Samsung may use a Snapdragon S4 in the Galaxy S IV
The Qualcomm Snapdragon S4 Pro certainly seems to be the System on a Chip (SoC) to beat these days. It was just recently reported that the next Nexus 7 tablet might opt for a Qualcomm processor instead of the new Tegra 4, and now reports say that the new Galaxy S IV might chose Qualcomm’s Snapdragon S4 silicon as well.
While the Nexus 7’s switch was interesting because it implied LTE connectivity and suggested that the Tegra 4 might not be as dominant as the previous Tegra versions (especially since Google didn’t use it in the new Chromebook Pixel as was rumored), Samsung’s rumored choice to forego their own Exynos Octa processor has some potentially interesting implications. Some say that the Octa has been having some power drain problems, and for this or other reasons Samsung has decided to work on the chip a bit longer before putting it in a flagship smartphone. The decision could also be influenced by the fact that Samsung is manufacturing some of Qualcomm’s 28nm Snapdragon S4 processors, so the move might signify a collaborative future for Samsung and Qualcomm. It wouldn’t be the first time Qualcomm silicon powered a Samsung device, as a few varieties of the US Galaxy S III came with the Snapdragon S4.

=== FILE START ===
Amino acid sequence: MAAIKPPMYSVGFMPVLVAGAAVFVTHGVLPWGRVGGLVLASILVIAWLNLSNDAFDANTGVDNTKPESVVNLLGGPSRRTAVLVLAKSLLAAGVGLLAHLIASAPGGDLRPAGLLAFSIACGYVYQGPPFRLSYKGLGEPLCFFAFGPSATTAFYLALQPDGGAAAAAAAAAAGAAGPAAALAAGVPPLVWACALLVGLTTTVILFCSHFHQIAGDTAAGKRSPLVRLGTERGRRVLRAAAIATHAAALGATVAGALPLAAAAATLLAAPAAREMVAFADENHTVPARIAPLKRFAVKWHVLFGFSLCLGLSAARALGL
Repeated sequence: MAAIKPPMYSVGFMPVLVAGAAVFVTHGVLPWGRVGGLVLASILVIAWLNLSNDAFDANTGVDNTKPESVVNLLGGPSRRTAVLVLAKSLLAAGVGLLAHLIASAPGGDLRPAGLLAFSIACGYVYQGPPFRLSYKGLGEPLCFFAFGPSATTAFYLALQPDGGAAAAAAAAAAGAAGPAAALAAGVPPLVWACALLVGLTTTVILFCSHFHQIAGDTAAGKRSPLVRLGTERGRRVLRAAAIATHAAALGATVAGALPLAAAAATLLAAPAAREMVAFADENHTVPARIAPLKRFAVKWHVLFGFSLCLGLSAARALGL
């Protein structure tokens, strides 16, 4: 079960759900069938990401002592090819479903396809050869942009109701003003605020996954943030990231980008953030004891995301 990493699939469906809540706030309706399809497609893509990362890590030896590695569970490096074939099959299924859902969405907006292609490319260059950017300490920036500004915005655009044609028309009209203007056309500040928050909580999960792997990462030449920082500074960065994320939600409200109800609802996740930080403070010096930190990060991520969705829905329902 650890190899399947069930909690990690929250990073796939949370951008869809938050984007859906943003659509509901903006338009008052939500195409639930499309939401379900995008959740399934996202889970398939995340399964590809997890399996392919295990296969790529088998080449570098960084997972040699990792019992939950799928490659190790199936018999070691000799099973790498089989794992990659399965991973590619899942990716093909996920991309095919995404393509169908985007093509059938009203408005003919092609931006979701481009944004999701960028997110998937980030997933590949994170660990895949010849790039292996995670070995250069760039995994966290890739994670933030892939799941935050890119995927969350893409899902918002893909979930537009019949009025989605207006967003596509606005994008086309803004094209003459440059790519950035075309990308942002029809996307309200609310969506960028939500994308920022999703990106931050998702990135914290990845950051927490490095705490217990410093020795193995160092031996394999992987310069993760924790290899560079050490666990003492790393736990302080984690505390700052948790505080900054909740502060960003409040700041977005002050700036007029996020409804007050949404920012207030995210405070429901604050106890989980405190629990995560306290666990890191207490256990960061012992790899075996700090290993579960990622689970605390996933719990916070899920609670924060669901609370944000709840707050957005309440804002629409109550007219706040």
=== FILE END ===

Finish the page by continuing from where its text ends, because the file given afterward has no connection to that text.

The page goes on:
Realistically, most end users won’t notice the switch much at least with the Galaxy S IV, except perhaps in terms of custom software development. I’m not familiar with exactly how development works, but certain processor families such as Qualcomm’s Snapdragons are generally more friendly to modification than others. What really interests me about this rumor, however, is the idea that if Samsung does begin to work with Qualcomm, then the mobile processor battle could begin to boil down to Nvidia versus the rest of the manufacturers, with Intel awkwardly in the middle with its x86 architecture. I’m not sure of the implications of a shift like this, but the tide does seem to be turning against Nvidia and the Tegra processors, so I wouldn’t be surprised if we see some more interesting changes in the near future.[Expert Reviews]